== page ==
Anaesthetic drugs with different (non-GABAergic) actions, such as ketamine, nitrous oxide, xenon and dexmedetomidine are associated with quite different behavioural and central effects. Most of these drugs are not useful as sole anaesthetics (except ketamine) but they are useful as sedatives and as a component of multimodal anaesthesia. Neuroimaging studies of the altered consciousness induced by these drugs have also provided a valuable insight into the mechanisms of anaesthesia and the differences with typical anaesthetic drugs.
Ketamine is an NMDA anatagonist and produces a state of ‘dissociative’ anaesthesia where patients are immobile, amnesic and do not experience pain. However, they appear awake, but detached from the surroundings and may also be able to talk. PET demonstrated a dose dependent CBF increase in the anterior cingulate, thalamus, putamen and frontal cortex while the greatest relative increase occurred the ACC, insula and frontal cortex (Langsjo et al., 2003).This increase in perfusion was associated with an in crease in neuronal metabolism (Langsjo et al., 2005, Langsjo et al., 2004). BOLD-fMRI studies also demonstrated task related deactivations in specific brain regions with ketamine (Abel et al., 2003a, Abel et al., 2003b) while its analgesic effects were correlated with a reduced activity in the insular cortex and thalamus (Rogers et al., 2004).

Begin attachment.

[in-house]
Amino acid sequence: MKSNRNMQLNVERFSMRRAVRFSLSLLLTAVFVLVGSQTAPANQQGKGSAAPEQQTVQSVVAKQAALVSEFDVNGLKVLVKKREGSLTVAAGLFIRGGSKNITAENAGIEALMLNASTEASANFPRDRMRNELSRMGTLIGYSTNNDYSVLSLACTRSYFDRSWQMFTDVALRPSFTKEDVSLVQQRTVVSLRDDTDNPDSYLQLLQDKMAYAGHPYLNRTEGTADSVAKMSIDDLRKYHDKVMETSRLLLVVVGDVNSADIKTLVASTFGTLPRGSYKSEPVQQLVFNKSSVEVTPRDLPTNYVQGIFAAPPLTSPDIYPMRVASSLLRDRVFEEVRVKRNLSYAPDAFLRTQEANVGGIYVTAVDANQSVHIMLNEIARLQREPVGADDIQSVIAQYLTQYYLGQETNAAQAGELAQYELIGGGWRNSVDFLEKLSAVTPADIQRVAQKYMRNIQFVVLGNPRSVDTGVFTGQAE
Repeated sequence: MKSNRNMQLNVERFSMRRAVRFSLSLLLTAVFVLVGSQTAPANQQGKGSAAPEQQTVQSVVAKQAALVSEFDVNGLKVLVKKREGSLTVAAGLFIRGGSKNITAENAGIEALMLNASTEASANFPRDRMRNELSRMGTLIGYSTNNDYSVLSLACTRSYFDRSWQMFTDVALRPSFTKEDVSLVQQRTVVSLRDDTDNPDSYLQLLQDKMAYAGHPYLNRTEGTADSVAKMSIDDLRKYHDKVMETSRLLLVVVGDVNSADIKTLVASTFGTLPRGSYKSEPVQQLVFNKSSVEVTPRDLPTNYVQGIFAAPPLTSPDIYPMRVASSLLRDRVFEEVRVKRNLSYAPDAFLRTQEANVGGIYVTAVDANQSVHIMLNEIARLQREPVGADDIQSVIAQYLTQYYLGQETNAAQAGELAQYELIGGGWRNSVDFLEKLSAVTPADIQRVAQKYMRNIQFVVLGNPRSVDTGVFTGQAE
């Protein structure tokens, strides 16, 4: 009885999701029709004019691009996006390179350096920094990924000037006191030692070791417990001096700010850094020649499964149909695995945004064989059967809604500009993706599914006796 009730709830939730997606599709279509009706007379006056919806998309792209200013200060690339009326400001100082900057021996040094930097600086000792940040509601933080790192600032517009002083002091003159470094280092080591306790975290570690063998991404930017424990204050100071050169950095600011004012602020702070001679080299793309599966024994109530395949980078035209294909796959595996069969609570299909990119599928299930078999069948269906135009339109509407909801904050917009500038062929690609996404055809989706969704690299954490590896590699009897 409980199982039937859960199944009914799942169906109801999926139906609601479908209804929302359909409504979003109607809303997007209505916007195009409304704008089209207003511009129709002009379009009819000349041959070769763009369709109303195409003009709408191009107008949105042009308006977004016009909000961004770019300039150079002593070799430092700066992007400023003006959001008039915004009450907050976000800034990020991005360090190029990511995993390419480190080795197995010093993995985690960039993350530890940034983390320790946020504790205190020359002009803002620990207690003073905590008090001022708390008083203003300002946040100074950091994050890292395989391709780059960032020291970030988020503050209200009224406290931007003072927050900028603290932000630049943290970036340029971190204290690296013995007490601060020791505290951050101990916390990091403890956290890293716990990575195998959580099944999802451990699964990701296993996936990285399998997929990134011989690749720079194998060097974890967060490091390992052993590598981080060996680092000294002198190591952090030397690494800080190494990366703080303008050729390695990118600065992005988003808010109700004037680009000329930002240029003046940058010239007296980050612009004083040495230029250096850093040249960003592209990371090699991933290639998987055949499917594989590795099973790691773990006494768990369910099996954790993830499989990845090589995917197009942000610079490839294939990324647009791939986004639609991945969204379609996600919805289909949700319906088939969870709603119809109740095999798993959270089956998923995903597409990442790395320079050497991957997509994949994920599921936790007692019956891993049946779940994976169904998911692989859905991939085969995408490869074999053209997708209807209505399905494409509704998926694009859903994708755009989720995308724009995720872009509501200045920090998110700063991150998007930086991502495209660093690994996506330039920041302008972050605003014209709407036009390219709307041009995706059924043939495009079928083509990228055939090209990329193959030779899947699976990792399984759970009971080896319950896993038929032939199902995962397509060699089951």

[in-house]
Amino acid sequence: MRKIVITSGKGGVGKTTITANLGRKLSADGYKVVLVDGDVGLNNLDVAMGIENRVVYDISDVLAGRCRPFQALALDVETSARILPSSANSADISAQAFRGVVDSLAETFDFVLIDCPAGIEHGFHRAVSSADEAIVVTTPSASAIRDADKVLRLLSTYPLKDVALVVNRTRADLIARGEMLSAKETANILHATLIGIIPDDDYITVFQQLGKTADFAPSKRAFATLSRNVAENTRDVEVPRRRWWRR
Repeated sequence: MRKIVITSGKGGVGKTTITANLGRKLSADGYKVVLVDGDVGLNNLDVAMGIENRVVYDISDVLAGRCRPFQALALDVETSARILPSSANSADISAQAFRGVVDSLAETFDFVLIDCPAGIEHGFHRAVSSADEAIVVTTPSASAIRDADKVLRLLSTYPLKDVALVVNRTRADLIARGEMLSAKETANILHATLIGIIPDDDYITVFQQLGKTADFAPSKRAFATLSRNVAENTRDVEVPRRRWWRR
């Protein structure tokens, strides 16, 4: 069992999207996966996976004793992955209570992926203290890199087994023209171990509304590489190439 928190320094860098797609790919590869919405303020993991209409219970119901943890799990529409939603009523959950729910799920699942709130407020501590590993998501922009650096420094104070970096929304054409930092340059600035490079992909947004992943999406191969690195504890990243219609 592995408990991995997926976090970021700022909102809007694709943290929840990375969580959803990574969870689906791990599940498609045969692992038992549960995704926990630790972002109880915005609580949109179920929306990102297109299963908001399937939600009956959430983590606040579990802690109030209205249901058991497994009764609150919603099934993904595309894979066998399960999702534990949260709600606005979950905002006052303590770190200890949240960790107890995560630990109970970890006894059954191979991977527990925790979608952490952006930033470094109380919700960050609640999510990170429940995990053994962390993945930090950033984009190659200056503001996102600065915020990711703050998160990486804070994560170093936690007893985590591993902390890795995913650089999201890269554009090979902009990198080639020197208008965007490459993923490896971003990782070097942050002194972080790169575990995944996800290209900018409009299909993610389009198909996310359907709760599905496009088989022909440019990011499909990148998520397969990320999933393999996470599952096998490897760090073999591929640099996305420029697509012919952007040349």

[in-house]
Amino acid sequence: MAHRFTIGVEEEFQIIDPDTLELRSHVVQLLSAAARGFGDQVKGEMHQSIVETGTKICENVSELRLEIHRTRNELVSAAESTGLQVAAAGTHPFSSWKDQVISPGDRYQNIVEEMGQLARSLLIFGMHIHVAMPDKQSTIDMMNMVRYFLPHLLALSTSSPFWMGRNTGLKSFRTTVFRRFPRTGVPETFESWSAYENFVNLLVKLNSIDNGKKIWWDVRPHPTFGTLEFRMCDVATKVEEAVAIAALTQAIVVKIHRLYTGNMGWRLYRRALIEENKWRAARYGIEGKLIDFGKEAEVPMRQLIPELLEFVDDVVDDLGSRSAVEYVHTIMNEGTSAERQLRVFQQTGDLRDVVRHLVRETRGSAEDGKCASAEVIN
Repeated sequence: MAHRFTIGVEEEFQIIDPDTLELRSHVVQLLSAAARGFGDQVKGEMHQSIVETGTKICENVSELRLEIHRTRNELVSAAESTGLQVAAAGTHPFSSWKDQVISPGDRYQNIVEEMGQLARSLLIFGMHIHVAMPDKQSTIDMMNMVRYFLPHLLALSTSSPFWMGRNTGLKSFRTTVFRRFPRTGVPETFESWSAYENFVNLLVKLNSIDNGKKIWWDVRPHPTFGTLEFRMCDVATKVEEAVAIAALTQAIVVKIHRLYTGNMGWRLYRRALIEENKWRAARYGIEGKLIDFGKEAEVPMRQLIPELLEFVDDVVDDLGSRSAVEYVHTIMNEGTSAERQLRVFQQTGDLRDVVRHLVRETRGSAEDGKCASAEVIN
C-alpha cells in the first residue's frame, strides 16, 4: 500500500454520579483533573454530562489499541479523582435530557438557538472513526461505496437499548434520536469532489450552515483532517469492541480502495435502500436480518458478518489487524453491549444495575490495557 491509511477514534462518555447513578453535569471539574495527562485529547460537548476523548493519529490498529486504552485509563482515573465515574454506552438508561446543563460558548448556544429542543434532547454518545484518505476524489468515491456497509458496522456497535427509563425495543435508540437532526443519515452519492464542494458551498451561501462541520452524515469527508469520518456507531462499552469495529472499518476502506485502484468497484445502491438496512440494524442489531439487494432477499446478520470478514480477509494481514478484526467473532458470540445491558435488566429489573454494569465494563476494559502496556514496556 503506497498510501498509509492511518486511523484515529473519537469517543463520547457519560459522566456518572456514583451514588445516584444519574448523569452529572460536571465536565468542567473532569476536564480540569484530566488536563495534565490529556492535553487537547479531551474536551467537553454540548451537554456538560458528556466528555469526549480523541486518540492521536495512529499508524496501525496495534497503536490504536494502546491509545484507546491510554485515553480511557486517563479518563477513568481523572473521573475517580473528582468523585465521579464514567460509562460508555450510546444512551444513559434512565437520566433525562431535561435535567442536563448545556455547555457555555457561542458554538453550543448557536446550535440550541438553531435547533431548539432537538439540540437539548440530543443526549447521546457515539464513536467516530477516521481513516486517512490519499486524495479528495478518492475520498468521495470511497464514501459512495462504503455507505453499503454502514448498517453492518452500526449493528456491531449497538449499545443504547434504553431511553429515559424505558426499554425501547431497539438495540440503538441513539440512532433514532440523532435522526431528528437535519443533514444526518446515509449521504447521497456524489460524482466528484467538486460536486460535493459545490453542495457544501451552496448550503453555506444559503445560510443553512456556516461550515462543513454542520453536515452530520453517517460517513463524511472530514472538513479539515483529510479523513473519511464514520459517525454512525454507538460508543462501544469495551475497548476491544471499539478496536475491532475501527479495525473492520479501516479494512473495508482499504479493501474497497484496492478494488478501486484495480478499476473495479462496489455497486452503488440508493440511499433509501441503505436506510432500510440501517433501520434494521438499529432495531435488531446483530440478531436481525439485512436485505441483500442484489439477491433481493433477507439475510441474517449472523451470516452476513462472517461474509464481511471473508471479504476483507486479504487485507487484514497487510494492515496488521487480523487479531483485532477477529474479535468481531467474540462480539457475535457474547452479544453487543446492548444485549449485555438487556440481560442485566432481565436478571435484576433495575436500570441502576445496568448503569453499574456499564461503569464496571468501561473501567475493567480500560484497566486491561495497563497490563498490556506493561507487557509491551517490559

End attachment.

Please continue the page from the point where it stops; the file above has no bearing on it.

Like ketamine, nitrous oxide has been shown to increase cerebral metabolism. Inhalation of nitrous oxide (20%) was associated with significant activation in the anterior cingulate cortex while deactivation was found in the posterior cingulate, hippocampus, para hippocampal gyrus, and visual association cortices (Gyulai et al., 1996). Unlike ketamine and nitrous oxide, xenon was shown not to increase metabolism. Xenon resulted in a metabolic suppression and also cortical and sub-cortical CBF (Rex et al., 2008, Rex et al., 2006)